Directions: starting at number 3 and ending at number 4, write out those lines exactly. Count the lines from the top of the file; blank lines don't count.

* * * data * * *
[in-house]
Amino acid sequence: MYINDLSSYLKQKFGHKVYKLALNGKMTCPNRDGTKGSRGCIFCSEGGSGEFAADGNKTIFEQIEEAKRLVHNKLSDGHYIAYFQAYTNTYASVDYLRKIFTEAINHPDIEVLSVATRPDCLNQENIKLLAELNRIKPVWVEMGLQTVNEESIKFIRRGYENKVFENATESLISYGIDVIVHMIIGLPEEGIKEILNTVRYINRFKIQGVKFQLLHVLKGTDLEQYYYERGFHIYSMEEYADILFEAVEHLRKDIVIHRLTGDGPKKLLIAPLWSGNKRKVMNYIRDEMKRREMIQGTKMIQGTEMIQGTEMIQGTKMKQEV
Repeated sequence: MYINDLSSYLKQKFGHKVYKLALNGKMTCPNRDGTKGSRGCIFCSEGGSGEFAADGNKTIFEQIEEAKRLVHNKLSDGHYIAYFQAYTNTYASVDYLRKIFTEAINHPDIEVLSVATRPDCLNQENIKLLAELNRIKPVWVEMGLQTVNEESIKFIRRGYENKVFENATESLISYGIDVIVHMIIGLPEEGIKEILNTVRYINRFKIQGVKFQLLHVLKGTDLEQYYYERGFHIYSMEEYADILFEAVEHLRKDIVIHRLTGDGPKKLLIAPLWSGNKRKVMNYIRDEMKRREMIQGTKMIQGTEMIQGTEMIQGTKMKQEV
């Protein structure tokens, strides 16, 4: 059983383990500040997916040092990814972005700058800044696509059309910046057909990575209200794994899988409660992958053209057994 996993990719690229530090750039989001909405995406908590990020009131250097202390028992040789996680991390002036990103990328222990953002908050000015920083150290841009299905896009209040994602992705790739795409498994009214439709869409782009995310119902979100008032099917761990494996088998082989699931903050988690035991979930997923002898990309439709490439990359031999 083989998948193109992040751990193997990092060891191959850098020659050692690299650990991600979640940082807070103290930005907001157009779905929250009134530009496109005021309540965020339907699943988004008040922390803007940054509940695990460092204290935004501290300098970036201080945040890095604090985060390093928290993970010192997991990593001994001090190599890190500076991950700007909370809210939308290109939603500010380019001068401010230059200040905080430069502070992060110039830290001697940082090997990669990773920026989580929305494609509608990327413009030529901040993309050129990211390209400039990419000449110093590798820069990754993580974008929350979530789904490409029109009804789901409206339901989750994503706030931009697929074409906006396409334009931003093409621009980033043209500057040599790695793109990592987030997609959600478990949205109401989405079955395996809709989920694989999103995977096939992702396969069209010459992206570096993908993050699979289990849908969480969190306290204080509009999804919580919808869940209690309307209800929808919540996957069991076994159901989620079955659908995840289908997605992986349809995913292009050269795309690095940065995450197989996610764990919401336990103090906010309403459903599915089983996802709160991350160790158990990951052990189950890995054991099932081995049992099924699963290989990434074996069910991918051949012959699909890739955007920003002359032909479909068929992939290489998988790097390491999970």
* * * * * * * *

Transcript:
Repeated sequence: MYINDLSSYLKQKFGHKVYKLALNGKMTCPNRDGTKGSRGCIFCSEGGSGEFAADGNKTIFEQIEEAKRLVHNKLSDGHYIAYFQAYTNTYASVDYLRKIFTEAINHPDIEVLSVATRPDCLNQENIKLLAELNRIKPVWVEMGLQTVNEESIKFIRRGYENKVFENATESLISYGIDVIVHMIIGLPEEGIKEILNTVRYINRFKIQGVKFQLLHVLKGTDLEQYYYERGFHIYSMEEYADILFEAVEHLRKDIVIHRLTGDGPKKLLIAPLWSGNKRKVMNYIRDEMKRREMIQGTKMIQGTEMIQGTEMIQGTKMKQEV
């Protein structure tokens, strides 16, 4: 059983383990500040997916040092990814972005700058800044696509059309910046057909990575209200794994899988409660992958053209057994 996993990719690229530090750039989001909405995406908590990020009131250097202390028992040789996680991390002036990103990328222990953002908050000015920083150290841009299905896009209040994602992705790739795409498994009214439709869409782009995310119902979100008032099917761990494996088998082989699931903050988690035991979930997923002898990309439709490439990359031999 083989998948193109992040751990193997990092060891191959850098020659050692690299650990991600979640940082807070103290930005907001157009779905929250009134530009496109005021309540965020339907699943988004008040922390803007940054509940695990460092204290935004501290300098970036201080945040890095604090985060390093928290993970010192997991990593001994001090190599890190500076991950700007909370809210939308290109939603500010380019001068401010230059200040905080430069502070992060110039830290001697940082090997990669990773920026989580929305494609509608990327413009030529901040993309050129990211390209400039990419000449110093590798820069990754993580974008929350979530789904490409029109009804789901409206339901989750994503706030931009697929074409906006396409334009931003093409621009980033043209500057040599790695793109990592987030997609959600478990949205109401989405079955395996809709989920694989999103995977096939992702396969069209010459992206570096993908993050699979289990849908969480969190306290204080509009999804919580919808869940209690309307209800929808919540996957069991076994159901989620079955659908995840289908997605992986349809995913292009050269795309690095940065995450197989996610764990919401336990103090906010309403459903599915089983996802709160991350160790158990990951052990189950890995054991099932081995049992099924699963290989990434074996069910991918051949012959699909890739955007920003002359032909479909068929992939290489998988790097390491999970």